Apple’s general counsel is D. Bruce Sewell, who was hired by the company from Intel in 2009 to replace retiring predecessor Daniel Cooperman, now of counsel with Bingham McCutchen. Sewell, who has managed Apple’s patent wars with archrivals like Samsung, received a whopping $68.9 million in compensation in 2012, according to regulatory filings and news reports. (With roughly $159 billion in cash reserves, Apple’s largesse makes it richer than the economies of some countries.)
As for Beats, cofounders Dre and Iovine will join Apple as part of a deal that’s expected to close by year’s end, pending certain regulatory approvals. The $3 billion sum—which Dre appeared to celebrate in a video that went viral earlier this month, when reports of Apple’s interest in Beats first broke—consists of a $2.6 billion purchase price and another $400 million that will vest over time.
Brian McCarthy, a corporate partner and head of the Los Angeles office at Skadden, Arps, Slate, Meagher & Flom, is leading a team from the firm advising Dre, Iovine and other key Beats shareholders. Other Skadden lawyers working on the matter include corporate partner Andrew Garelick, executive compensation and benefits partner Joseph Yaffe and counsel Barbara Mirza, IP and technology partner Stuart Levi and counsel James Talbot, tax partner Kenneth Betts, labor and employment partner Karen Corman and associates Robert Frings and Matthew Hofheimer.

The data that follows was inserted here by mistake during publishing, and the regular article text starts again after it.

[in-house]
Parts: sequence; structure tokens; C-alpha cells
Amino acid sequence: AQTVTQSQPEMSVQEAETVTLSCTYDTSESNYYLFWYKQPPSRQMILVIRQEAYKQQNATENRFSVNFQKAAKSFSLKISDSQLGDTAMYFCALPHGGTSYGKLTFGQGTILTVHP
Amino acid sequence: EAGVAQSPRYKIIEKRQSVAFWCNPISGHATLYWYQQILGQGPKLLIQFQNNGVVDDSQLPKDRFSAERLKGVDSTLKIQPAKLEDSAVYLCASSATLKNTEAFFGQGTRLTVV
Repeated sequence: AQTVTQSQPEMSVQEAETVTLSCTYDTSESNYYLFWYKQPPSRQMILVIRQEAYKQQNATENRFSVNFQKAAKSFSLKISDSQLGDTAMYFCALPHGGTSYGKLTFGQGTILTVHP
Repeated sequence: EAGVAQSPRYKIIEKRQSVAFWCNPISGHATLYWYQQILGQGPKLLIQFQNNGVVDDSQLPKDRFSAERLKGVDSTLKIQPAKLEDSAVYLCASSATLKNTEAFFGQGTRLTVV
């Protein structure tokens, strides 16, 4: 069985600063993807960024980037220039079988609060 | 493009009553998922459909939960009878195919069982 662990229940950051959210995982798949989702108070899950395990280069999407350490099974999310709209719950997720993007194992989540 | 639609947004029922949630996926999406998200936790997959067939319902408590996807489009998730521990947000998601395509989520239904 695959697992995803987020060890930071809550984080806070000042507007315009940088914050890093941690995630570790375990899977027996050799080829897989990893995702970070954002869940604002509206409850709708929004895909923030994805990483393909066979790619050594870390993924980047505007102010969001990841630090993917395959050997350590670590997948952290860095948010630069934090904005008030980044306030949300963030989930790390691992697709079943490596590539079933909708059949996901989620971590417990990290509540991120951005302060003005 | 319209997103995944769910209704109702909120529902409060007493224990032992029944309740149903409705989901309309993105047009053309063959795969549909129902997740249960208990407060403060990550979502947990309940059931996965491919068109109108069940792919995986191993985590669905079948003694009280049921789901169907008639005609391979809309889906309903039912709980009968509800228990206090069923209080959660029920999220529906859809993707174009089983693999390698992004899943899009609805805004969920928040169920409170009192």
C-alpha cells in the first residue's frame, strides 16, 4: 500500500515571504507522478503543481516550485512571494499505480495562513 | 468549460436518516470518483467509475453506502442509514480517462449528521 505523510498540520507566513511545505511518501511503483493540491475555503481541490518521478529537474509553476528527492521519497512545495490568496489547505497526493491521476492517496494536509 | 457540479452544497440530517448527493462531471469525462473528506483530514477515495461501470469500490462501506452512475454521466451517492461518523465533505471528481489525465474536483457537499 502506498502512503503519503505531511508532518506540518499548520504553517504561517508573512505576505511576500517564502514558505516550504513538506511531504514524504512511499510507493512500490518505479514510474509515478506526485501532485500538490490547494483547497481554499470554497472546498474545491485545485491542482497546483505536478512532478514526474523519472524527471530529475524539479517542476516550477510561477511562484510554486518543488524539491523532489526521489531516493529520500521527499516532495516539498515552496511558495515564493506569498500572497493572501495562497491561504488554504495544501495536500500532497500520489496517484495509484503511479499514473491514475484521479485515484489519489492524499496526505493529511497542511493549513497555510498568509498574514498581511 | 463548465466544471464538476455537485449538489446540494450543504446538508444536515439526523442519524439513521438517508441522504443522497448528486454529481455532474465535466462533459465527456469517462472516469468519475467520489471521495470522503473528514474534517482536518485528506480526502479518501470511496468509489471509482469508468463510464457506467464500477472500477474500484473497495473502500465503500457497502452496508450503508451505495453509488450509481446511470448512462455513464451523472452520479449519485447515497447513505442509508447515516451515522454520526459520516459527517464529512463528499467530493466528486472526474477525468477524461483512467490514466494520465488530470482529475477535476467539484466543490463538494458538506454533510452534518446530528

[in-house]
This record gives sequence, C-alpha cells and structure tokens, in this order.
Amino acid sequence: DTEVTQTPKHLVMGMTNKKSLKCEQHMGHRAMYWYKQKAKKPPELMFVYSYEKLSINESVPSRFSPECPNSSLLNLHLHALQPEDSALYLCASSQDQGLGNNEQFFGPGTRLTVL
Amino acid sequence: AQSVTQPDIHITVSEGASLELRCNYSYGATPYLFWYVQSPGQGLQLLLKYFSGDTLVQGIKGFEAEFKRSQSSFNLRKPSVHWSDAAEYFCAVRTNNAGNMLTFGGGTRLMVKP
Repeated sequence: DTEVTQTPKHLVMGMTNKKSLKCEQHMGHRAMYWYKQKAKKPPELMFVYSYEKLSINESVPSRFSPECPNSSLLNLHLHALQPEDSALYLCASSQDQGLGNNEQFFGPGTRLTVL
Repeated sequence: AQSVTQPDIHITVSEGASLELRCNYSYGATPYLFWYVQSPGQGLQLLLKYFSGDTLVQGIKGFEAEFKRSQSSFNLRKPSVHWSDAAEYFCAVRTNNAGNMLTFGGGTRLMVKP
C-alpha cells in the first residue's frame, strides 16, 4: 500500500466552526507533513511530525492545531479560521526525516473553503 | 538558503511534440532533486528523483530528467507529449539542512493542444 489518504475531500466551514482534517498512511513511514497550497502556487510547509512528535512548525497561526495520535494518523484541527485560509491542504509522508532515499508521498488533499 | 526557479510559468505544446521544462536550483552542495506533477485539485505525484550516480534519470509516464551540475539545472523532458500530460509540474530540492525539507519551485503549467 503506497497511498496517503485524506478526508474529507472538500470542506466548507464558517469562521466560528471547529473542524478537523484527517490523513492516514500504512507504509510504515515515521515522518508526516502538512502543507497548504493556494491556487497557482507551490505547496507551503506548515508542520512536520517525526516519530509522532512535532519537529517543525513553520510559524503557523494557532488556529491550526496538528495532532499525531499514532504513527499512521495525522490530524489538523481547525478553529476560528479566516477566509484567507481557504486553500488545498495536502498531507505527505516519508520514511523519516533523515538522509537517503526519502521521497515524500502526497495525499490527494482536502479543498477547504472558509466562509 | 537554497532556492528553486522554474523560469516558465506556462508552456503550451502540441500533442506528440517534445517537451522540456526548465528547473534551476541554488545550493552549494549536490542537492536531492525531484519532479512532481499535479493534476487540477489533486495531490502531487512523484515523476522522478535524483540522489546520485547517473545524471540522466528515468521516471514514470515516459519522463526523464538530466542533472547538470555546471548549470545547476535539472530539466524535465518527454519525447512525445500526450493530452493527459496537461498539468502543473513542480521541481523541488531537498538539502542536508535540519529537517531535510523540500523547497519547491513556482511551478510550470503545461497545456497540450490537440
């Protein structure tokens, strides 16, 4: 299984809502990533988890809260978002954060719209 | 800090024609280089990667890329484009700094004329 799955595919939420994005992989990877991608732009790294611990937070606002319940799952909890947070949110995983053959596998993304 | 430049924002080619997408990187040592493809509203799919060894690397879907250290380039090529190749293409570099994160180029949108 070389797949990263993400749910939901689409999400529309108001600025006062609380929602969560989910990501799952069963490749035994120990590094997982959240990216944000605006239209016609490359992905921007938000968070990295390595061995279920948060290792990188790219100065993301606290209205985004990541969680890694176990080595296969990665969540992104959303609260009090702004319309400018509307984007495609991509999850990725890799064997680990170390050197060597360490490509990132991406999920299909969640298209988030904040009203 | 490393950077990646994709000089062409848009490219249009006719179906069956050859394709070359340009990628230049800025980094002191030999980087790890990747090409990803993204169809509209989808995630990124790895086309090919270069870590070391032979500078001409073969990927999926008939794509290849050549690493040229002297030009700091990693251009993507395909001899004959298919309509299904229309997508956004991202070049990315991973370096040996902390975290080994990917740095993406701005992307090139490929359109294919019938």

Both Dre and Iovine, who are not yet billionaires despite their deal with Apple, serve as members of Beats’ board of directors. The deal is a stunning development for a company that besides its high-end Beats by Dre headphones, launched a music-streaming subscription service earlier this year. That service, which operates under the Beats Music banner, gives Apple another option for its customers besides iTunes.
Brett Rodda, a corporate partner with Munger, Tolles & Olson in Los Angeles, and associates Jesse Creed and Sarah Graham are counseling Beats Music on its acquisition by Apple. The firm previously advised Beats on its acquisition of music subscription service Mog in 2012 and subsequent $60 million investment last year to turn the business—initially renamed Daisy—into Beats Music. Tyler Lenane serves as general counsel for Beats Music.